37 The view from Philip Fong of Harry Elias Partnership, plus news in brief
40 Dean Westcott As his term draws to a close, the ACCA president applauds members’ commitment
38 Capital competition Disclosure is a vital weapon in the fight for financing
41 PRACTICE 41 The view from Jim Woods FCCA of PwC China and Hong Kong, plus news in brief 42 Seeds of hope Mazars mucks in on a tree-planting programme in Inner Mongolia
Accounting and Business is a rich source of CPD. If you read it to keep yourself up to date, it will contribute to your non-verifiable CPD. If you read an article, learn something new and apply that learning in some way, it will contribute to your verifiable CPD. Each month, we also publish an article or two with related questions to answer. If they are relevant to your development needs, they can also contribute to your verifiable CPD. One hour of learning equates to one unit of CPD. For more, go to www.accaglobal.com/members/cpd
ACCA NEWS 54 Diversity in the spotlight A panel discussion in Shanghai and an employers’ roundtable in Beijing examine the challenges faced by the finance function 60 Uniting disclosure Corporate governance must go further, finds research by ACCA and the Shanghai Stock Exchange 62 News ACCA and WWF hold Green Economy Roundtable in Hong Kong; ACCA Beijing and the Hebei Institute of Certified Public Accountants sign memorandum of understanding 64 Open for business The ACCA Council meeting in Kenya heard positive messages about the profession’s development in Africa 66 News Worldwide online event will highlight sustainability
News in pictures
Performers dressed as Mary Poppins descended into the centre of the Olympic Stadium as part of the £27m London 2012 Opening Ceremony, created by Slumdog Millionaire director Danny Boyle
Rail passengers wait for power to be restored at a station in Kolkata after a huge outage cut electricity to 20 of India’s 28 states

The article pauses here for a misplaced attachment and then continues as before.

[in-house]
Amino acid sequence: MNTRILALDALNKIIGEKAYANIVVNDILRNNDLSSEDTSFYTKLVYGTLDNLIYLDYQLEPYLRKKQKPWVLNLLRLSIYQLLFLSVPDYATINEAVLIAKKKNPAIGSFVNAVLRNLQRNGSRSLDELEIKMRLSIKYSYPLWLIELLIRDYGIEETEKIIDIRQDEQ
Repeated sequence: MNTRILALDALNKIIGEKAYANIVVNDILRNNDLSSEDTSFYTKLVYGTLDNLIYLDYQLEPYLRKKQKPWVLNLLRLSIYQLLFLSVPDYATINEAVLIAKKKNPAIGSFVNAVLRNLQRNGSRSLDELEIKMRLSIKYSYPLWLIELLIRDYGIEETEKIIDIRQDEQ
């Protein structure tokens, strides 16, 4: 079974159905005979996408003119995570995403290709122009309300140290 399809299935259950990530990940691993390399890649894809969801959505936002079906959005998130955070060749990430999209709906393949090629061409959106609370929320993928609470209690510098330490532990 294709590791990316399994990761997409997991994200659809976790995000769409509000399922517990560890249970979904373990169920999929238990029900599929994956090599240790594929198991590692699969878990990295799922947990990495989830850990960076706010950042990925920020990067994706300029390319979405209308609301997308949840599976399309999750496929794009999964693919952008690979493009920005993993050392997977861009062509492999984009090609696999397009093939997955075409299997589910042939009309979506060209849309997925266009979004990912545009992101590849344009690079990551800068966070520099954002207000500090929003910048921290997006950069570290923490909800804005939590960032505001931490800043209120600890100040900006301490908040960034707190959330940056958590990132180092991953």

Leung Chun-ying was sworn as Hong Kong’s third chief executive. The police officer’s son replaces Donald Tsang
China’s first female astronaut Liu Yang salutes after exiting the reentry capsule of the Shenzhou-9 spacecraft. The mission was the second step in a threepart plan towards the set-up of the country’s own space station
Jubilant Yi Siling of China holds her medal and bouquet aloft after winning the first gold of the London 2012 Olympic Games, with victory in the women’s 10-metre air rifle event
The Hong Kong Police Band play the bagpipes at a ceremony marking the 15th anniversary of Hong Kong’s handover from Britain to China
Beijing’s heaviest downpours in six decades left at least 77 dead and brought chaos to transport systems and power supplies. Major roads were flooded and more than 500 flights cancelled. Some 65,000 people were also evacuated
News in graphics
Chinese employers planning to hire in Q3, according to Hudson
People in China who now use the internet in some form
for ounted ia Rice acc East As in P D 1.0% ooff GGDP in South Asaiast Asia 2.7% of GDP in South E %
Asia nc spen onsume rs no d w of th less tha n 5% eir fo od b udge on ri ts ce
THE PRICE OF RICE
cted to rise Global rice consumption is expe (mmt) in tons ric met ion mill from 441 0, before 2010 to about 450 mmt in 202 2050 in t mm 360 just to g declinin